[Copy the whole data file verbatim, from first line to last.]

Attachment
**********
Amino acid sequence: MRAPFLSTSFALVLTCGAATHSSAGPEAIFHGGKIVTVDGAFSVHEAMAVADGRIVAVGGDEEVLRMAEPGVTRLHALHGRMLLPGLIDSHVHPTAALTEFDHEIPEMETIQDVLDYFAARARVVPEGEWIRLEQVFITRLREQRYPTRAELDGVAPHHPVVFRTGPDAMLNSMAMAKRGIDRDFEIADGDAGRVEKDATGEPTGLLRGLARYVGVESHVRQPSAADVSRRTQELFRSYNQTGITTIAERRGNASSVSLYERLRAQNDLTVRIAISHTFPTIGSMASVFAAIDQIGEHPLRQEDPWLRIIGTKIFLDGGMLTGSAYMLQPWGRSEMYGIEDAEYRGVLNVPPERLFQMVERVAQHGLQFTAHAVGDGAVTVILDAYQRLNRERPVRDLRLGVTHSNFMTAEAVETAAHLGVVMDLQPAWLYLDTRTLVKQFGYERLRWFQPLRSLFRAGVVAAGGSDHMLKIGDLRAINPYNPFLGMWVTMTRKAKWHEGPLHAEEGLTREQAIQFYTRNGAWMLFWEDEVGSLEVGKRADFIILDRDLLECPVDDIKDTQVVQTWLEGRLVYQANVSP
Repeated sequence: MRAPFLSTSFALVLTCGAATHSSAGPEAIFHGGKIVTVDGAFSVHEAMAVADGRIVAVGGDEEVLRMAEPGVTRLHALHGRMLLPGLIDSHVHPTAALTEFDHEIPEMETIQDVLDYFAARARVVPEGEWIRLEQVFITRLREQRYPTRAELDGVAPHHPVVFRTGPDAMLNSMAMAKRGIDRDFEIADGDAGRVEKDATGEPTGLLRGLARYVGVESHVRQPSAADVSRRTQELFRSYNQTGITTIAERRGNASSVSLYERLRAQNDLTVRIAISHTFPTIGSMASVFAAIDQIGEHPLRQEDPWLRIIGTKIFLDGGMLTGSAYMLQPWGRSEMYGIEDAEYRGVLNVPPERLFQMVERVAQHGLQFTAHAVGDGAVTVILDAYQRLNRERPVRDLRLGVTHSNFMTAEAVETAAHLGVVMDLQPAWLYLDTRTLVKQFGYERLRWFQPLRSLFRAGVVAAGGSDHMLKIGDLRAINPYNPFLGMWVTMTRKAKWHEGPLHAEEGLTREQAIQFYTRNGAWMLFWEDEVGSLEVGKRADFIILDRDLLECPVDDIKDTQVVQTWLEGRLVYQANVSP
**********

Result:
Amino acid sequence: MRAPFLSTSFALVLTCGAATHSSAGPEAIFHGGKIVTVDGAFSVHEAMAVADGRIVAVGGDEEVLRMAEPGVTRLHALHGRMLLPGLIDSHVHPTAALTEFDHEIPEMETIQDVLDYFAARARVVPEGEWIRLEQVFITRLREQRYPTRAELDGVAPHHPVVFRTGPDAMLNSMAMAKRGIDRDFEIADGDAGRVEKDATGEPTGLLRGLARYVGVESHVRQPSAADVSRRTQELFRSYNQTGITTIAERRGNASSVSLYERLRAQNDLTVRIAISHTFPTIGSMASVFAAIDQIGEHPLRQEDPWLRIIGTKIFLDGGMLTGSAYMLQPWGRSEMYGIEDAEYRGVLNVPPERLFQMVERVAQHGLQFTAHAVGDGAVTVILDAYQRLNRERPVRDLRLGVTHSNFMTAEAVETAAHLGVVMDLQPAWLYLDTRTLVKQFGYERLRWFQPLRSLFRAGVVAAGGSDHMLKIGDLRAINPYNPFLGMWVTMTRKAKWHEGPLHAEEGLTREQAIQFYTRNGAWMLFWEDEVGSLEVGKRADFIILDRDLLECPVDDIKDTQVVQTWLEGRLVYQANVSP
Repeated sequence: MRAPFLSTSFALVLTCGAATHSSAGPEAIFHGGKIVTVDGAFSVHEAMAVADGRIVAVGGDEEVLRMAEPGVTRLHALHGRMLLPGLIDSHVHPTAALTEFDHEIPEMETIQDVLDYFAARARVVPEGEWIRLEQVFITRLREQRYPTRAELDGVAPHHPVVFRTGPDAMLNSMAMAKRGIDRDFEIADGDAGRVEKDATGEPTGLLRGLARYVGVESHVRQPSAADVSRRTQELFRSYNQTGITTIAERRGNASSVSLYERLRAQNDLTVRIAISHTFPTIGSMASVFAAIDQIGEHPLRQEDPWLRIIGTKIFLDGGMLTGSAYMLQPWGRSEMYGIEDAEYRGVLNVPPERLFQMVERVAQHGLQFTAHAVGDGAVTVILDAYQRLNRERPVRDLRLGVTHSNFMTAEAVETAAHLGVVMDLQPAWLYLDTRTLVKQFGYERLRWFQPLRSLFRAGVVAAGGSDHMLKIGDLRAINPYNPFLGMWVTMTRKAKWHEGPLHAEEGLTREQAIQFYTRNGAWMLFWEDEVGSLEVGKRADFIILDRDLLECPVDDIKDTQVVQTWLEGRLVYQANVSP